“Don’t be afraid; from now on you will catch men.” Luke 5:10
The life of the fisherman grows ever harder and more dangerous. Depleted fish stocks demand further and further travel in deeper and deeper waters. The need to earn an income drives ships to sea in weather that would have kept them in port in former times.
Two thousand years ago, Jesus used the work of the fishermen as a picture of the work of the church. The followers of Jesus were to go out and seek new disciples in the way that the fishermen went out to seek a catch.
Fishing was never an easy task. Even experienced men could find it hard to make a living at times.
The waters of Galilee were heavily overfished and the experience of Simon Peter, in working all night for no catch, would have been common enough. This wouldn’t be the first time that Jesus would tell them to go out and try again. At the end of John’s Gospel, when the disciples had gone back to their former lives, Jesus appears and again tells them to put out their nets a second time.
What Peter, James and John would have made of modern fishing, it is hard to know, but there would have been boats laid up on the shores of Lake Galilee and there would have been plenty of fishermen who struggled to make a living. Their experience of hard work and uncertain future would not have been so far from the experience of men today.
Whether two thousand years ago, or today – the message to the fishermen remains the same, to survive they are forced out into deeper, unknown waters and they must work ever harder.
Look at the instructions Jesus spoke to Simon in Saint Luke Chapter 5 Verse 5, “put out into deep water, and let down the nets for a catch.”
Peter is being told to move out into unpredictable, unknown water and he is being told that despite having worked hard all night, he must work harder still.
If the work of the fishermen is a picture of the work of the church today, then what do Jesus’ words say? “Put out into deep water, and let down the nets for a catch,” what is Jesus saying to us about the church?
“Put out into deep water,” says Jesus, and there is a challenge for the church to be bolder in its approach, to be more adventurous in what it does. Peter’s problem was that he was staying in the shallows where there was no catch to be found.
The problem now is that it is much easier to carry on doing the usual familiar things, to stay in the spiritual shallows, but everyone knows that the spiritual catch is getting smaller and smaller while the church stays where it is.
Deeper water can be unknown water with currents and eddies that make the voyage uncomfortable. Trying to move out into unknown waters, seeking a bigger spiritual catch, is going to be a very uncomfortable experience.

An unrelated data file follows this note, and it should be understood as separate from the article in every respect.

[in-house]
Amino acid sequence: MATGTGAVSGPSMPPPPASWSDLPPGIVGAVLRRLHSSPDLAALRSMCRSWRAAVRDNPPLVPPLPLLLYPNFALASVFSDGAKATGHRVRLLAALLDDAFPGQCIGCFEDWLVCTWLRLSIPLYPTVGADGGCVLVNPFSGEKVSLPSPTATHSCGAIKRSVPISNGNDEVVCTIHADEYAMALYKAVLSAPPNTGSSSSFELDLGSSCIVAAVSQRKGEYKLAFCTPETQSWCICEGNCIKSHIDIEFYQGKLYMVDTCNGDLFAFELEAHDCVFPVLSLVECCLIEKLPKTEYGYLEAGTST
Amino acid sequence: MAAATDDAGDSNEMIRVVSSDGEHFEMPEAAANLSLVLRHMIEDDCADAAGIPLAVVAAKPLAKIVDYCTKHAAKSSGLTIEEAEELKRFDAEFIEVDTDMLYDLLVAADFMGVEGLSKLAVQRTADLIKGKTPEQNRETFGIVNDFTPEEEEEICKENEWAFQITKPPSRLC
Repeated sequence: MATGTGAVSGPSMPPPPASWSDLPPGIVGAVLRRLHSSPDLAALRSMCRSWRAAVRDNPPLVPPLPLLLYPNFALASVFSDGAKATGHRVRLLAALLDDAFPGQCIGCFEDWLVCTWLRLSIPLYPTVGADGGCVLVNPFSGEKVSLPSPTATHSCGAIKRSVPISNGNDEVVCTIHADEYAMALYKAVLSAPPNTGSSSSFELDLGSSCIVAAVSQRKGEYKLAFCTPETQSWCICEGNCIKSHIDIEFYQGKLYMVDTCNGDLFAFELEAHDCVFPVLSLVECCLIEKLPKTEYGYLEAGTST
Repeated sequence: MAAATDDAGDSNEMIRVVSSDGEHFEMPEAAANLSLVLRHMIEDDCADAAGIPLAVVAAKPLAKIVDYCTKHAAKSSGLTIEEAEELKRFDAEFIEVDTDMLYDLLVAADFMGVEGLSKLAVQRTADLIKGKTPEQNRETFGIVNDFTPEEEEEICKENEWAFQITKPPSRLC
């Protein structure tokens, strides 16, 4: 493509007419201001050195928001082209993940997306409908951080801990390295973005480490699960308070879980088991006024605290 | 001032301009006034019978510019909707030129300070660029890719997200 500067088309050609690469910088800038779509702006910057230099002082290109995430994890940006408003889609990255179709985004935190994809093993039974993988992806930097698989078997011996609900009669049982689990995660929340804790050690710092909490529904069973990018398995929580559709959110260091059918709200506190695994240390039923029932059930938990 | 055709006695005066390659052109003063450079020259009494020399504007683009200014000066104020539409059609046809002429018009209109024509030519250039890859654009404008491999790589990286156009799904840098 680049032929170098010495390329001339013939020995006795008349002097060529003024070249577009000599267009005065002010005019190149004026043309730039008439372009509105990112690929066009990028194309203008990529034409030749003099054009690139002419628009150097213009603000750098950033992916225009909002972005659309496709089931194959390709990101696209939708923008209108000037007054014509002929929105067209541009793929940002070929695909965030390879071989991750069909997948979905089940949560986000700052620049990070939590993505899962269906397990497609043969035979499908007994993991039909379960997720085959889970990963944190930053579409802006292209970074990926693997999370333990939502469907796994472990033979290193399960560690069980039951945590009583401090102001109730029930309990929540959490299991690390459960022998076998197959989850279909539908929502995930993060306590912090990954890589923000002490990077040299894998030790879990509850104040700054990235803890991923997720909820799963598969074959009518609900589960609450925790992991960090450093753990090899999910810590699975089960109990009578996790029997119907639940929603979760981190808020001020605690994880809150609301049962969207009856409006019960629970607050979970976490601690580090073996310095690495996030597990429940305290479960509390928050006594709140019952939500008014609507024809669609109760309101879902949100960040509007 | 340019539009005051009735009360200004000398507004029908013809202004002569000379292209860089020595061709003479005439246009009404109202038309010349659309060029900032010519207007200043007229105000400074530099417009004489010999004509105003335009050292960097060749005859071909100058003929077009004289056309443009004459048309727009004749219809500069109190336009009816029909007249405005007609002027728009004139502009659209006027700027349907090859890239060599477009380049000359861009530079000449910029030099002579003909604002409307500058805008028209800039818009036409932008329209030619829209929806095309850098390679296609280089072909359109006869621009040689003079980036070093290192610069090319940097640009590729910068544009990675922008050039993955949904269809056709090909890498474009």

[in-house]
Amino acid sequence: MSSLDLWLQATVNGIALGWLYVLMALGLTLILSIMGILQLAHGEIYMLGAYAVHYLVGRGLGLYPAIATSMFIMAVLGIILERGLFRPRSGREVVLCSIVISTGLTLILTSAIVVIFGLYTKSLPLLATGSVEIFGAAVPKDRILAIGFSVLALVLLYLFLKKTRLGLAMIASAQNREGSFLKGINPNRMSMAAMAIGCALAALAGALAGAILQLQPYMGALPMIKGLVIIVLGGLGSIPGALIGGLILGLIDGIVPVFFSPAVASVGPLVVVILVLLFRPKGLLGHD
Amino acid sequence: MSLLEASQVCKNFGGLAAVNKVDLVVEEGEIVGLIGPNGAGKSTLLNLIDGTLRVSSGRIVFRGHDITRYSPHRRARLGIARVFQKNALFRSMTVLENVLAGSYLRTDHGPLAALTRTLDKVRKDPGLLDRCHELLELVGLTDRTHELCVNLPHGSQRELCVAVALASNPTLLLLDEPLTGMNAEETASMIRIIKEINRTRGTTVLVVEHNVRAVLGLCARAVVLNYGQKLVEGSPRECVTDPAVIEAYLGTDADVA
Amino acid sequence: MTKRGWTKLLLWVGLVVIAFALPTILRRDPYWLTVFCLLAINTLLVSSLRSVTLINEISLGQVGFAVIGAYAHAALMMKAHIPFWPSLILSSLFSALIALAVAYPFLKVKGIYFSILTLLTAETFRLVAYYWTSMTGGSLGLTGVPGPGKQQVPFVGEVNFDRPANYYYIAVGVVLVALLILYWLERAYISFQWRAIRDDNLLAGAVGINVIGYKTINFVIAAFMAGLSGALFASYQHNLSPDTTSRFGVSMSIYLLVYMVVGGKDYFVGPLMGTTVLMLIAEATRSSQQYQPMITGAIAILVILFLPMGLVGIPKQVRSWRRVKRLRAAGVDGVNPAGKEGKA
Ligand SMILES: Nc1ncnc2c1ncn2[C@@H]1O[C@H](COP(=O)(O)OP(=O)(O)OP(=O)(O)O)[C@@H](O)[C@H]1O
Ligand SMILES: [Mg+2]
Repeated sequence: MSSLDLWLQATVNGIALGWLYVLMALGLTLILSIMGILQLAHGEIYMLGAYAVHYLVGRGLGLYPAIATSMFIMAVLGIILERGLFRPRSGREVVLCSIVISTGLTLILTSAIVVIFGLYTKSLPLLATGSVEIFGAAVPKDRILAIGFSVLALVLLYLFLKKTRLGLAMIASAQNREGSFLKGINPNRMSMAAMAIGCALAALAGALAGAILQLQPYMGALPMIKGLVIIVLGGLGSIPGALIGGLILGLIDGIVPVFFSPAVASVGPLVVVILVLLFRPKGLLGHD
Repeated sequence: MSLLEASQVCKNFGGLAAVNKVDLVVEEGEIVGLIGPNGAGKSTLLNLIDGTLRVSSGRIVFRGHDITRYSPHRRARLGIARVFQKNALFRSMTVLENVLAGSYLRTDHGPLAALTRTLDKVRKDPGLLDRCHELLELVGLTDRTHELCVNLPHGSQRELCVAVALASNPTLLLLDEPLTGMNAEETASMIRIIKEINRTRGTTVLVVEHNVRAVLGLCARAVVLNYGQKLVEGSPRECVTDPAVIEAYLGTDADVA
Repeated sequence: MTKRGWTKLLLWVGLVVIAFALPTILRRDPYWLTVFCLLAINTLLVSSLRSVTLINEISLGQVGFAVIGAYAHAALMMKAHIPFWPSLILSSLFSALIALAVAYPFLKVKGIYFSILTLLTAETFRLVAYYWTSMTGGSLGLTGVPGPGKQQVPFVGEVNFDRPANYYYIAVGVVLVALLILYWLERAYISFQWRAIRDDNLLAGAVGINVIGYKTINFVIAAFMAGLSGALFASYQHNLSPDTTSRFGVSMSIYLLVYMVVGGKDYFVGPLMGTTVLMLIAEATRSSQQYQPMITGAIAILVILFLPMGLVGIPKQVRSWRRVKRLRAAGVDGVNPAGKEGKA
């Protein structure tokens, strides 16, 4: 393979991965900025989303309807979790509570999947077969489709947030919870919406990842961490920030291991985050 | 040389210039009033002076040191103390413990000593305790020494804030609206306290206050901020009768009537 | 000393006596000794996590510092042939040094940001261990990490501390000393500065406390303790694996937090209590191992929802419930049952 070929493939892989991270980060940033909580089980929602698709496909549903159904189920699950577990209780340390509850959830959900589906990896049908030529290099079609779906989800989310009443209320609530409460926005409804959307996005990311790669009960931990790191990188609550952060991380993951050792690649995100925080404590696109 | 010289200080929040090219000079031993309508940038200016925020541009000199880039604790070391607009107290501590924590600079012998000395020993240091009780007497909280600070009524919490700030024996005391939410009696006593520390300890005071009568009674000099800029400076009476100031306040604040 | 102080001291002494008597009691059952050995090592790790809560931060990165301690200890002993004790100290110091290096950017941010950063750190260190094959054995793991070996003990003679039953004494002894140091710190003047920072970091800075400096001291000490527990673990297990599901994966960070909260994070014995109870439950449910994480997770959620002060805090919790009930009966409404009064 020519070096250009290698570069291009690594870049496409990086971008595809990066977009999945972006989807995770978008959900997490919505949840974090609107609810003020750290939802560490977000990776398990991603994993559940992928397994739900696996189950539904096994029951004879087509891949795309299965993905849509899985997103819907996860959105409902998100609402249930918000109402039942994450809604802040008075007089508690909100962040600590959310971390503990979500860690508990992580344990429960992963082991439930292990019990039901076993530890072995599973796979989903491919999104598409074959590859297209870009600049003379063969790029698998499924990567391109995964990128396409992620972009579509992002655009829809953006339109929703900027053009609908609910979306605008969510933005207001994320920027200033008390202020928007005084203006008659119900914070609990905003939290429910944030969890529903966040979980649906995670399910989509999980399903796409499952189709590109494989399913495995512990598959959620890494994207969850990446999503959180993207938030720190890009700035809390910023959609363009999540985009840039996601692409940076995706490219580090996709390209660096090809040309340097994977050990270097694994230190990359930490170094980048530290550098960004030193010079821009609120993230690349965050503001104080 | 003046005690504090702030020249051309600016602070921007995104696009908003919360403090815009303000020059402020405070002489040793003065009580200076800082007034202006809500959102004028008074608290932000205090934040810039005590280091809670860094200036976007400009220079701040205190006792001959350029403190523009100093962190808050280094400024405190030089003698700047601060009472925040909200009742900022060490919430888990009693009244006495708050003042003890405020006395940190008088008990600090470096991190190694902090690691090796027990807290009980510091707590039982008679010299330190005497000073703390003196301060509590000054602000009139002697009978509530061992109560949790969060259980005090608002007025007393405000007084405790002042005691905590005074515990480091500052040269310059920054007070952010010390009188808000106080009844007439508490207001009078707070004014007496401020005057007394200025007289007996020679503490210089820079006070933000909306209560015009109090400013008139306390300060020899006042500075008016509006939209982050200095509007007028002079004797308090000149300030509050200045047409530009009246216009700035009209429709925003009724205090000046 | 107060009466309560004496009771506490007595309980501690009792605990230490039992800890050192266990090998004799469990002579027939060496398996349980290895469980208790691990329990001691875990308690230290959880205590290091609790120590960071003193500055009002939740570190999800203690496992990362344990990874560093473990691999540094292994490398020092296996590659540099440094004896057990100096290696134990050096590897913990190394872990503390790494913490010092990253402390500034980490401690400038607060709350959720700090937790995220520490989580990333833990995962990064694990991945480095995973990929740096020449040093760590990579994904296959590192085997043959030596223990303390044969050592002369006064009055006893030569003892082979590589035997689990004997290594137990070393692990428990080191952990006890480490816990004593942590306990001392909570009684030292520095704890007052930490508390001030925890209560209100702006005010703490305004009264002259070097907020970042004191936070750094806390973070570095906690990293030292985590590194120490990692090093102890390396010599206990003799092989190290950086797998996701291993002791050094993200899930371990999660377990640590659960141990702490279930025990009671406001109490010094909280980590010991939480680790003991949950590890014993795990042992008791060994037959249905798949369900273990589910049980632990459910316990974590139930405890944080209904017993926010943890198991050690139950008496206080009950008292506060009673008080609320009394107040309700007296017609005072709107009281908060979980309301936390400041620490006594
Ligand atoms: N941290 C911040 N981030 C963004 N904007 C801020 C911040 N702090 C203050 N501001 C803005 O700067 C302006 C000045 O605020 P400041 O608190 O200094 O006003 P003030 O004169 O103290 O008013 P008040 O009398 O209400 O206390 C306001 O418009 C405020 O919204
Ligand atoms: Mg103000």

It is much more comfortable to stay with the gentle familiarity and peace of a small congregation than to try to do different things with unfamiliar people, but like the fishermen in Galilee, the deep water is the only option if the church is going to survive. Following Jesus’ instructions may mean unsettled waters ahead.
“Let down the nets for a catch,” says Jesus.
Peter could have given him a very short answer, tired and dirty after working all night, he could have felt that he could not have worked any harder, but he summons his last reserves of strength and he goes to work again.
The experience of the church has been that it has not had to work too hard for a catch, it has been there and people have come to it. Such times are gone, to sit and wait for a catch now will leave the nets empty – the church has to work harder.
There is a need look at ways in which the church can change so as to seek a catch. A useful way to start would be to look at the images of the church that people see. Do they see a church that cares about them or do they see strange old men doing strange things?
Jesus doesn’t give the option to do nothing, any more than he gave Peter the option to go back to the shore and relax.”Let down the nets for a catch,” he says, get your heads down and work harder because I’m telling you to do so.
Most church people feel reluctant to respond to Jesus’ words. It is much easier staying in the spiritual shallows, much easier to carry on doing what has always been done. New and different things often don’t work and, more often, people don’t like them. But what does Jesus say? “Don’t be afraid; from now on you will catch men.”
How will the church respond to his challenge? What will it do that’s new and different? How will it put more effort into following Jesus?
“Put out into deep water, and let down the nets for a catch,” does anyone hear what he is saying?